U.S. Pat. No. 3,921,223 depicts an air shield for welders exposed to noxious fumes. A conduit in the form of a yoke is worn around the neck, and is connected to a valve and flexible tube to a source of pressurized air. An open end of the yoke is spanned by a transverse pipe having one or more rows of perforations. The pipe is rotatable so that the air can be directed at any desired angle with respect to the body of the operator. When the air shield is connected it provides a multiplicity of jets of air moving outwardly to screen the face of the wearer from the rising fumes. The yoke is easily disconnected, and even after mask removal, the air shield is still effective.

U.S. Pat. No. 3,922,722 is a device for protecting a welding operator's respiratory organs from aerosols. The device comprises a housing having a light filter. Below the filter and outside of the housing is a perforated pipe. The pipe has a length about equal to the length of the filter. Compressed air from an air duct located on the outside of the housing blows the aerosols up and away from the housing.

U.S. Pat. No. 4,571,741 teaches an ergonomic helmet that comprises a vizor displaceble between a lowered and raised position, and a system for supplying air to the helmet by an external air source. The helmet has a control ensuring ventilation and manipulation of the vizor simultaneously. Normal ventilation ensues with lowering of the helmet, and reduced air admission takes place when the helemt is raised.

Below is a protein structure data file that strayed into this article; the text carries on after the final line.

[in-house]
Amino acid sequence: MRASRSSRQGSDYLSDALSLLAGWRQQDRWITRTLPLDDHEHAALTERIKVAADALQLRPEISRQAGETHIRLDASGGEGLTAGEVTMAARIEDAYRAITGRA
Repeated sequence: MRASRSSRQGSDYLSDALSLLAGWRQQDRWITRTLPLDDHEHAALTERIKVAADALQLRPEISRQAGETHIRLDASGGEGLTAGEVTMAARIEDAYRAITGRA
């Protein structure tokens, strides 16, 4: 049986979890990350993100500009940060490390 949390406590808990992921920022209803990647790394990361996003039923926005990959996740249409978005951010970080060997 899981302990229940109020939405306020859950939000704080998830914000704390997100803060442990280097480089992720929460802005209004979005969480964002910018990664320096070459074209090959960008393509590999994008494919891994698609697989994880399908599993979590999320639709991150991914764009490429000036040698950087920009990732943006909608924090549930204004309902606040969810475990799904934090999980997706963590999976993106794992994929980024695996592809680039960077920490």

The devices enumerated above, while useful for their intended purpose would not be very effective for filling paint particles. For one, a number of these devices direct air within the helmet to prevent defogging of the lens or glass. Another apparatus uses goggles with a ring of perforations supported around the head to direct washing fluid downwardly towards the upper part of the goggles. Such washing would only smear paint particles which would have been delivered to the goggles. Another device with goggles uses two air flows. One delivers a cylindrical curtain of air outwardly, and the other flow delivers air flow conically so as to deflect dust particles outwardly from the goggles and prevent dust from adhering thereon. While this device functions well with a randomized circulation of dust particles, wherein the vision openings are afforded a certain amount of protection because the vision openings are within enclosed cylindrical walls, the presence of heavier paint particles falling vertically requires greater air contact and higher pressure than provided by the above described flow. Similarly upwardly and outwardly flowing jets of air that prevent upwardly flowing fumes of gas from reaching the shielding masks require much less pressure to deflect the fumes and gases than downwardly flowing paint particles which are aided by gravitational force, whereas the lighter gases must also contend with gravitation.